If the phrase ‘radical new version’ puts the purists off the King’s Head Theatre’s new production of La Boheme, there’s all the more space for everyone else to enjoy this contemporary rendering of what has become a classic opera. And even the term ‘radical’ is up for debate here: I would say the Broadway musical Rent is more ‘radical’ in its adaptation of Puccini’s original – this particular La Boheme, for all the laugh-out-loud humour in the first half, retains the tragic nature of its emotional and passionate ending, and many of the elements of the narrative are recognisable for anyone who has seen a more conventional version.
That said, there is more than enough that is different, not least because there are references to Facebook and Nando’s (don’t ask), in what is an unambiguous – and successful – attempt to get audiences to understand the wider themes of the opera without having to concern themselves with the social, political and cultural aspects of the story. In short, it’s an opera set in contemporary London, aimed at a contemporary London audience. Stripped down in this way (and not just to fit the physical and budgetary constraints of a smaller venue) it is quite a unique experience.
The singers’ voices are perfectly adjusted to take account of the audience sitting so much closer than they would at other venues listed in the cast biographies, such as Wigmore Hall, the Royal Festival Hall and Glyndebourne. While assertive and assured, one never feels there’s a hair-dryer treatment in progress, or experience discomfort with the sheer volume that singers of the calibre in this production are surely capable of. The intimate acoustics of this venue are suited to operas, as words are not lost to an echo; while a libretto is included in the programme, I never felt the need to consult it while the show was going on.
There are two sets of four singers used in this production, and I cannot find fault in any of the four that were on stage at the performance I attended. Some of the action takes place from a seated position, causing sightline issues for those of us in the audience sat on the back row (a fellow theatregoer had no qualms in standing up on occasion to get a better view). But the production utilises the available performance space in the King’s Head Theatre remarkably well.
A particularly amusing moment came courtesy of a breaching of the fourth wall. I refrain from divulging details of what transpired, but it was an unexpected and much appreciated few moments of hilarity in what is, essentially, a tragedy. There is something distinctly odd, though, about lines such as “I have to bash out an Amazon review of these hair straighteners” being sung in any show, and the sometimes terse language used between Mark (Thomas Humphreys) and Ralph (Matthew Kimble), though commensurate with so-called ‘banter’ between two young men who know each other well as friends, will not appeal to all. Completing the quartet are Musetta (Honey Rouhani) and Mimi (Becca Marriott), both highly convincing.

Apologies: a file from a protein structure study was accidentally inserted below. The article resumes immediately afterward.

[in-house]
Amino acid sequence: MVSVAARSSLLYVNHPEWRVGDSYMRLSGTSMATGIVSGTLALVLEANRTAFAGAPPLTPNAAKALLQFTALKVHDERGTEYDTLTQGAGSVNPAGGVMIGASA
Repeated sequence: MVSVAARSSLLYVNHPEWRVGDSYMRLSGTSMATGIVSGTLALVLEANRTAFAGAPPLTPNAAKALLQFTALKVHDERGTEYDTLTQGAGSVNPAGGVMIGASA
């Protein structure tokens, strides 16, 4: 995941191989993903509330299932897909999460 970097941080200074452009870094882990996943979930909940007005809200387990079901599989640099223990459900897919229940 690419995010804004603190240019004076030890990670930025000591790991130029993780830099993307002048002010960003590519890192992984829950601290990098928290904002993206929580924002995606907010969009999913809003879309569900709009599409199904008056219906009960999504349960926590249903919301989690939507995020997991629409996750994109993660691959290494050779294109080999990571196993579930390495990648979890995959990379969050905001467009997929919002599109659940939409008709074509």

This is a strong, impactful and enjoyable production that held my attention throughout.
Review by Chris Omaweng
The King’s Head Theatre presents a radical new version of Puccini’s timeless classic, La bohème by Adam Spreadbury-Maher and Becca Marriott.
Renowned for his inventive, contemporary reinterpretations of classic theatre and opera, director, Adam Spreadbury-Maher, will focus upon the quintessential quartet – Mimi, Musetta, Rodolfo (Ralph) and Marcello (Mark) – and it will be lifted from when Puccini set his opera in the early 19th century to present day East London.
Composer Giacomo Puccini
Libretto Adam Spreadbury-Maher & Becca Marriott
Director Adam Spreadbury-Maher
Musical Director Panaretos Kyriatzidis
Designer Becky-Dee Trevenen
Lighting Designer Nic Farman
Associate Director David Spencer
Stage Manger Christine Collins
Performance Dates Wednesday 31st August – Saturday 8th October 2016
Tuesday – Saturday, 7.00pm
Sunday Matinees, 3.00pm
[excludes 1st, 4th, 6th and 8th September]
Location King’s Head Theatre, 115 Upper Street, London, N1 1QN